The U-23 World Wrestling Championships just wrapped up in Poland. During the event, an Iranian wrestler, Alireza Karimi-Machiani, threw his match so he wouldn’t have to compete against an Israeli in the next round.
In the end, the Israeli athlete, Uri Kalsihnakov, won a bronze medal in the 86Kg freestyle division.
The Iranian was winning 3-2 in the fourth minute of his match against Russian Alikhan Zhabrailov—who went on to win the gold—but ultimately lost 14-3.
Before the match was tossed, the Iranian coach shouted in Farsi, “Lose, Alireza, lose!” He then called a medical timeout and spoke to his wrestler. After that, the Iranian wrestler barely attempted an offensive move.
He did this to avoid competing against an Israeli.
Alireza said, “I was told that the Israeli wrestler defeated his American rival, and that I must lose to avoid facing an Israeli opponent.”
Twitter lit up with thousands of people sounding off about the match. Some tweeted that it was a shame and that Alireza could have won the gold, which would have proven Iran’s greatness. Others tweeted that the Iranian wrestler was simply a pawn in a political game and should be ashamed of himself.
There were thousands of tweets, which used the hashtags, in Farsi, #lose_alireza, #I_am_telling_you_to_lose, and #you_must_lose.
Alireza posted an Instagram video of him strolling outside at night. He appeared pensive and was listening to a song by Iranian singer Dariush Eqbali, the lyrics to which were, “Silence is the last stronghold; you cannot take away our right.”
Alireza won bronze in the world championship in 2015 and had a very good chance this year, but politics got in the way. He spoke about how devastating the match was for him: “In a moment, my whole world seemed to come to an end… I tried hard for months to get the world gold medal… Achieving a world medal is the only happiness for any of us.”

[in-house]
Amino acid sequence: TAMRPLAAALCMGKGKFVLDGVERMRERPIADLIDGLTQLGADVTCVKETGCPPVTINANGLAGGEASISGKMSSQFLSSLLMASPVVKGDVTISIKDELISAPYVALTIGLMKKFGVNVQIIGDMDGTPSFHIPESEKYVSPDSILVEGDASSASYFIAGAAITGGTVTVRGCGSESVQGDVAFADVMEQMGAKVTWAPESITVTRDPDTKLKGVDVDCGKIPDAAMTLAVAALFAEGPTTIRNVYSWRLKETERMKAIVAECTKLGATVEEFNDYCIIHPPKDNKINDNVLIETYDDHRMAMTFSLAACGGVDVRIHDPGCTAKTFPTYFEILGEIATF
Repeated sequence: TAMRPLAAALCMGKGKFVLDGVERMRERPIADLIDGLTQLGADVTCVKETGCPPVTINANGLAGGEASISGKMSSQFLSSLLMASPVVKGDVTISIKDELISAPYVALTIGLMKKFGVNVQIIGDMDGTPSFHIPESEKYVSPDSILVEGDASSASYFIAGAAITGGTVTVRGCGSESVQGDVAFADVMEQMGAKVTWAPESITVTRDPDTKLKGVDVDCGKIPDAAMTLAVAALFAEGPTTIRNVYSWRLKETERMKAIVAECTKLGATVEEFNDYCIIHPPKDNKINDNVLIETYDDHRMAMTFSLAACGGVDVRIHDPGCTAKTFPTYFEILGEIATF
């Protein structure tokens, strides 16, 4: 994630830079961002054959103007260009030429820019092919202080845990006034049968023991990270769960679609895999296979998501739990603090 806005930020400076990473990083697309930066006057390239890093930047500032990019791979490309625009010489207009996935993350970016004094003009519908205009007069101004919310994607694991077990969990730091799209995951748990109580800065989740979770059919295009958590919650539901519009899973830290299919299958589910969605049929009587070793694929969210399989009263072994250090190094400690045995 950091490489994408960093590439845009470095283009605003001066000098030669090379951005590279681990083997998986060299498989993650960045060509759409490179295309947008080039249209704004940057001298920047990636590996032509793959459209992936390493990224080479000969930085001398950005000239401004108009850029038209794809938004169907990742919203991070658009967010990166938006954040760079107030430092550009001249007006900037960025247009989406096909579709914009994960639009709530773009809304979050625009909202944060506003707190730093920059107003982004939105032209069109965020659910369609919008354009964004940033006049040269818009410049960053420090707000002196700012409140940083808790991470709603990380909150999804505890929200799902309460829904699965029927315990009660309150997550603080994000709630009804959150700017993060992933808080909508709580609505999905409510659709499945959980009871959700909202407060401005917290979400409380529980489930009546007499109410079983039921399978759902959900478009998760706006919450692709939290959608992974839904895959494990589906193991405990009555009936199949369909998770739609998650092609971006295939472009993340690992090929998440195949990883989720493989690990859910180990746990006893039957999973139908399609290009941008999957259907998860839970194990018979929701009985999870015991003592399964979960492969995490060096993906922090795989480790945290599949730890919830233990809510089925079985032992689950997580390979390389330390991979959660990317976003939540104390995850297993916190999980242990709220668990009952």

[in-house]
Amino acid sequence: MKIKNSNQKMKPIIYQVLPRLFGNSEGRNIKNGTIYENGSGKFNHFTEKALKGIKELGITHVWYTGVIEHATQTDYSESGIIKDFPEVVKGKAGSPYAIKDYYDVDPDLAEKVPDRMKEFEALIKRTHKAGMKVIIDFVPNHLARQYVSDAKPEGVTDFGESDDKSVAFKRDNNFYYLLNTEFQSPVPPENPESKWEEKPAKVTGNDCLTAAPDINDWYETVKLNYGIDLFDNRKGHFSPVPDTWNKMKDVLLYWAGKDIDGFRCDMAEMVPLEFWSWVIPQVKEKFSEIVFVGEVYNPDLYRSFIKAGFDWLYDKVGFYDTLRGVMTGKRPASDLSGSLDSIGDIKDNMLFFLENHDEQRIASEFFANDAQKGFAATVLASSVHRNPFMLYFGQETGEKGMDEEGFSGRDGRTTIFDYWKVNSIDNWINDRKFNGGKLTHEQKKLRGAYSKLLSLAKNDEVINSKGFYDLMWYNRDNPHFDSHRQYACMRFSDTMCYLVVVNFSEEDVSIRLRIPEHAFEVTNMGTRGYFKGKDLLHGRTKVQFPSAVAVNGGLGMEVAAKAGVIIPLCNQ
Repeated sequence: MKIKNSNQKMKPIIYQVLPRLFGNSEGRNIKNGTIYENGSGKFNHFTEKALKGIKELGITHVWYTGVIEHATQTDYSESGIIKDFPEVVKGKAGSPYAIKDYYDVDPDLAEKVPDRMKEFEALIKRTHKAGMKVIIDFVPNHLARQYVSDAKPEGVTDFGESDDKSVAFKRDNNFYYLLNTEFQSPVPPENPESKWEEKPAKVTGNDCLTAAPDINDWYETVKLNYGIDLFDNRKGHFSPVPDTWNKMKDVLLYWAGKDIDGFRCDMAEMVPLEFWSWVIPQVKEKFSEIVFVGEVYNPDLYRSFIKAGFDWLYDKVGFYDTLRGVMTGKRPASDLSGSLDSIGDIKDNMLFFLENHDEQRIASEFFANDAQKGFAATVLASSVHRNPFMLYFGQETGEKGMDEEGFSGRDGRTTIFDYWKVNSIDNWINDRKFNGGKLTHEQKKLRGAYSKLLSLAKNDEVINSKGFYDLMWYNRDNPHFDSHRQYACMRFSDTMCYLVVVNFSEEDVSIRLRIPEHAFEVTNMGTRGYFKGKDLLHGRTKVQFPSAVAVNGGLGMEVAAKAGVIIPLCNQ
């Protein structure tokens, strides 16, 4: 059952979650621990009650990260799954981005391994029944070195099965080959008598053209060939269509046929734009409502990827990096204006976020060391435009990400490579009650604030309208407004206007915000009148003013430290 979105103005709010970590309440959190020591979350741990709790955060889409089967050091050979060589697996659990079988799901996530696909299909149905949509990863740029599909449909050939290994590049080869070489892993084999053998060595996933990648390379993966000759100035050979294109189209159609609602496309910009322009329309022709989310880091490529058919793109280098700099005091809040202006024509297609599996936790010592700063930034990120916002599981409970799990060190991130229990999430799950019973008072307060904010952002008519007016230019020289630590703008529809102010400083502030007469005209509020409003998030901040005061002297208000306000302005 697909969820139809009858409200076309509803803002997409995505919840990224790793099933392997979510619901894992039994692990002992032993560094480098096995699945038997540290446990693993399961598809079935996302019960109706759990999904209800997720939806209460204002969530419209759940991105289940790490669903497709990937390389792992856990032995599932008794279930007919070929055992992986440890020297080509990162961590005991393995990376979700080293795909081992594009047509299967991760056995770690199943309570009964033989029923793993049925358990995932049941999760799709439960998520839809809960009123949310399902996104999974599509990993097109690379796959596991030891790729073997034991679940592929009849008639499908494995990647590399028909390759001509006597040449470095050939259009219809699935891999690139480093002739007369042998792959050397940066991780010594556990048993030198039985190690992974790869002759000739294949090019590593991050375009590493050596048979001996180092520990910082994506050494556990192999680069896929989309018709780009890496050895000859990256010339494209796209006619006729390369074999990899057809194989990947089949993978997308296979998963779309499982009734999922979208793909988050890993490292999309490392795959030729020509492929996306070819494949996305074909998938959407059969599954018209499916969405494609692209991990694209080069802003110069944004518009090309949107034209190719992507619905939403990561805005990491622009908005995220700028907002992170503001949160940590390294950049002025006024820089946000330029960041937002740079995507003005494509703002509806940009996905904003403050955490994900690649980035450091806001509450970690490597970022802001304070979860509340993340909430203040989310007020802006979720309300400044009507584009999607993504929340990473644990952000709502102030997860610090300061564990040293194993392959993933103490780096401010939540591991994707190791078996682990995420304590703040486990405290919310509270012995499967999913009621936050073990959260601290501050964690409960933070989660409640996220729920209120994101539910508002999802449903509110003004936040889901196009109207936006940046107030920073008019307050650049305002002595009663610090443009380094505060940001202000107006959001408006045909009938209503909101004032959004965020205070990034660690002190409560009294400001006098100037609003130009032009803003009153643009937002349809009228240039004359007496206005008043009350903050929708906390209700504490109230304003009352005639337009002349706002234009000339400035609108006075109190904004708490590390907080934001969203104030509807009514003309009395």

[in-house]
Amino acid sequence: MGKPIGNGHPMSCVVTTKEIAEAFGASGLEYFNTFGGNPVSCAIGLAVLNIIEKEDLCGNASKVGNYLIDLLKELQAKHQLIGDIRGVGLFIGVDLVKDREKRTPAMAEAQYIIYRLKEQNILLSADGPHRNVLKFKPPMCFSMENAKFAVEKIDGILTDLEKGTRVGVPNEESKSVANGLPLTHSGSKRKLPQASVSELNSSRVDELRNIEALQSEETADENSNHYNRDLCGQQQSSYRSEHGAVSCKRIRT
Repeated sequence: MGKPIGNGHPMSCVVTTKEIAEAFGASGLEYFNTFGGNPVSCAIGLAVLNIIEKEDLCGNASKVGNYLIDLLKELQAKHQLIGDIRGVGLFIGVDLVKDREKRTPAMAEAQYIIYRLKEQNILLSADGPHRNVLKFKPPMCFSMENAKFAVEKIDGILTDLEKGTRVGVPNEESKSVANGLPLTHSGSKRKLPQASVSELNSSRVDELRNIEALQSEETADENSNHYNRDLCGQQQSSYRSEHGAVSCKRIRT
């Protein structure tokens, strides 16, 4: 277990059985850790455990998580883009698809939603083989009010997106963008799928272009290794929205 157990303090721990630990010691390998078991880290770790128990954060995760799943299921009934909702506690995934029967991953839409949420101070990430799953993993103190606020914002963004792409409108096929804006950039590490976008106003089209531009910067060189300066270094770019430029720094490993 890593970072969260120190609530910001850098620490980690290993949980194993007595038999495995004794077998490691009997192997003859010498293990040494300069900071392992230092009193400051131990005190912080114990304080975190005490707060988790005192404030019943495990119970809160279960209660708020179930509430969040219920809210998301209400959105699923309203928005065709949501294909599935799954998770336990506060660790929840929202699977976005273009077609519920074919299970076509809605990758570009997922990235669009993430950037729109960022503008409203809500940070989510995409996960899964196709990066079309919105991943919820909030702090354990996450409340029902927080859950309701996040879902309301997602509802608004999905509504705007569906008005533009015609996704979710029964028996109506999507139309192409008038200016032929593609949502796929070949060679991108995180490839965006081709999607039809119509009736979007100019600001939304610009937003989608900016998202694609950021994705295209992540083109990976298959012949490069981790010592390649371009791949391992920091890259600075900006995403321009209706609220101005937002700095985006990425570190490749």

The Iranian Ministry of Sport announced they were proud of their wrestler. The official statement read, “Your noble and heroic action in the world competition in Poland, abandoning the medal and the podium in support of the highest human values, is a source of pride and praise.”
Sports, if left alone, could be a bridge toward international diplomacy. Instead, some nations use it to separate rather than to unite.
In August, Iran cut two of its star soccer players from the national team because the two dared to play against an Israeli squad at their Greek club. And later, two Iranian chess players—a girl and her younger brother—were kicked off the national chess team for playing Israelis.
There was also international clamor over the Israeli Judo team not being able to wear their flag, show the symbol of their country, or play their national anthem after winning a gold medal in a competition held in the United Arab Emirates. And during the Olympics in Rio, the Lebanese team refused to share a bus with Israel. And an Egyptian Judoka refused to shake hands with an Israeli.
Israel lives in a tough neighborhood, but the Jewish state is trying to be a normal country. However, some countries don’t want that to happen and refuse to recognize that Israel has the right to exist.
These countries hurt themselves by not competing against Israel. They show the world that hatred will direct their future.
Micah Halpern is a political and foreign affairs commentator, author the “The Micah Report,” and host of the weekly TV show “Thinking Out Loud w Micah Halpern.” Follow him on twitter: @MicahHalpern